Chaitin School

of Software Engineering
Finsbury Park, London

The university of the future

If you could start an institution of higher learning from scratch, what would it look like?

Following Tyler’s suggestion, what follows is the legible version of my imagination on the university of the future.

In our future university anyone can register. There are no admission criteria or interviews or motivation letters. Curiosity is unconditional to humanity—that we take for a fact. There would be no fees. The knowledge communities of the future are open and accessible to everyone, especially to those that high quality universities reject because of impecuniousness or birth location.

In our future university there are no deans or chancellors. Decisions are made by the entirety of its members: students and teachers. The social structure is democratic with the authentic meaning of the word.

Anyone can teach at our future university. There is no reason for the institution to limit teaching instances. Different students learn from different teachers. Let the anarchic knowledge market sort itself out. Low quality teachers will have no students to teach. High quality teachers will have lots of them. Maybe niche teachers also exist, that have very high commendations but from very few students.

In this way, we can have many teachers teaching the same course. The teaching way will be different— as already mentioned, different students learn in different ways. There is no need for our future university to package the best teacher-courses combinations because it is neither selling anything nor competing with anyone.

In addition, by removing the transaction model no one can get mad that they wasted their money or time. We just donate—feel free to receive—only if you want to.

Our future university will have no grades. Grades completely fail to be an accurate representation of someone’s knowledge level (if that’s something we want to know). Their goal is to provide extrinsic motivation and extrinsic motivation does not work. By creating a new goal (getting a perfect grade) other than the essential goal (learning knowledge) success is redefined as playing it safe, not exploring harder-to-acquire new knowledge, and eventually becoming a lesser learner because of high avoidance of risk.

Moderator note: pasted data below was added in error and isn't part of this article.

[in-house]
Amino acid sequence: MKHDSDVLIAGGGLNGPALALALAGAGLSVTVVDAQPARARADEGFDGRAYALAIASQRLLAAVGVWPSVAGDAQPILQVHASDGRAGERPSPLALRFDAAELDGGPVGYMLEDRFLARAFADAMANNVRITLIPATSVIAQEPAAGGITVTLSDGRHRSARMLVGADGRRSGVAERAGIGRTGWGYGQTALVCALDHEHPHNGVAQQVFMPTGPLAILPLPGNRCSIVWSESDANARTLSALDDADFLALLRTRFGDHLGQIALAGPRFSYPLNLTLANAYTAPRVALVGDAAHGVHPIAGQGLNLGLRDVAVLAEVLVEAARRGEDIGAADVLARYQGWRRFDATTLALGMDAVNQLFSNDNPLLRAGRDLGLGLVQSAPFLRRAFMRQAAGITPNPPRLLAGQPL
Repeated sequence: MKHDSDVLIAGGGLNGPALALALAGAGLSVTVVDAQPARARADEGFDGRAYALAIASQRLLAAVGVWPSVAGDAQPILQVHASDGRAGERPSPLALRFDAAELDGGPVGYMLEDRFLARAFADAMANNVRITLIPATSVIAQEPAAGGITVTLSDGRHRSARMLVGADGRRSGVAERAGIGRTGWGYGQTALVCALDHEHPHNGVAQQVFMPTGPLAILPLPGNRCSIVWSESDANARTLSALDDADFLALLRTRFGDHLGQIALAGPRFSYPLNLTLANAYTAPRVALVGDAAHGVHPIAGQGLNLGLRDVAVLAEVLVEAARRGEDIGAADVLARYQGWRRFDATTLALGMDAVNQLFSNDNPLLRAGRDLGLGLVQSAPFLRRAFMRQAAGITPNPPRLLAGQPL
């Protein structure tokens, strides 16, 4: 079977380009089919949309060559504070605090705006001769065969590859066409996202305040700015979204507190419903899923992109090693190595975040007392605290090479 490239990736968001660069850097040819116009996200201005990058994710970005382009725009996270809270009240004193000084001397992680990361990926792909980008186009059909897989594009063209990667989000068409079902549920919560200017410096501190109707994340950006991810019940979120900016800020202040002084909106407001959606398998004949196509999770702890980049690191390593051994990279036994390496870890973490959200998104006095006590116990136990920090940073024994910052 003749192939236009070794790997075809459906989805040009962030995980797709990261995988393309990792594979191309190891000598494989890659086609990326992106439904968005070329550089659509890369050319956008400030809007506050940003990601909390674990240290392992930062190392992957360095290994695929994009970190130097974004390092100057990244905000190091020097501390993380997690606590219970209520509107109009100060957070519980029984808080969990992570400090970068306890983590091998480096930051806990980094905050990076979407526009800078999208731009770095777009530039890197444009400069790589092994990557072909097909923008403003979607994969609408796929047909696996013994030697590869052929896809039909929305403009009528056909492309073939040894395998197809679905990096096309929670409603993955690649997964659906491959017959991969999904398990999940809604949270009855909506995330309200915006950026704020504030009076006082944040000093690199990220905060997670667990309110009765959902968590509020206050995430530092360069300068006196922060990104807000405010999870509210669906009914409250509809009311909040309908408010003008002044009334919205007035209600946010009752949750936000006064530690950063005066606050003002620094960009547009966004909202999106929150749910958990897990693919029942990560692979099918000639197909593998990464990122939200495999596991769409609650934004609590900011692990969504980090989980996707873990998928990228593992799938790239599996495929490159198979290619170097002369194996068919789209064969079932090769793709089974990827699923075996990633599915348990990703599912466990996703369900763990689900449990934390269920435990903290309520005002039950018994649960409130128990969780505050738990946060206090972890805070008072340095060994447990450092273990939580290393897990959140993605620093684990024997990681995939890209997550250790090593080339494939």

In addition, grades imply a substrate master–slave dialectic which is a less than ideal model of behaviour from many points of view, ranging from philosophy to startups.

Having talked about learning existing knowledge, discovering new knowledge is intrinsically connected to that. The characteristic that some knowledge of a subject has already been discovered by humans is completely irrelevant to a curious being who’s eager to deeply familiarise themselves with the subject. According to many, Richard Feynman included, teaching what’s already known about a topic is crucial to discovering what’s unknown about it. Thus, researching new knowledge would also be a core part of our new university.

Most of the above has already been tried successfully through MOOCs. We want to go even further, though, and add to the mix of MOOCs what they lack—and universities have: the sense of community.

A university is a community that will follow one through their whole life. As Linus says, a university is a super-community, in the sense of being able to nurture the creation of other independent communities.

Much of our lives are now online, but this doesn’t mean that everything that once happened IRL now happens online. Certain things are hard to replicate—and feeling part of a community solely via online communication is one of those. Our new university would facilitate community nurturing in the physical world.

Even though this whole approach is against tradition there is a traditional element we want to keep: ceremonies. Ceremonies are non-spoken communication. They symbolise things, ideas, feelings, limits (beginnings and endings). They signify change and set a cycle that creates a feeling of permanence and stability.

In this text I suggest a radically inclusive, with democratic governance, without grades, school institution—quite different from the current prevailing standard. Some of these characteristics are part of an argument of criticism for the aforementioned standard while others are purely due to preference. Thus, this is not a claim of educational utopia.

Given enough iteration and adaptation, a wide variety of models can work. I believe this is one of them and I’m willing to find out. Chaitin School is this experiment. The school experiment that this text serves as its vision.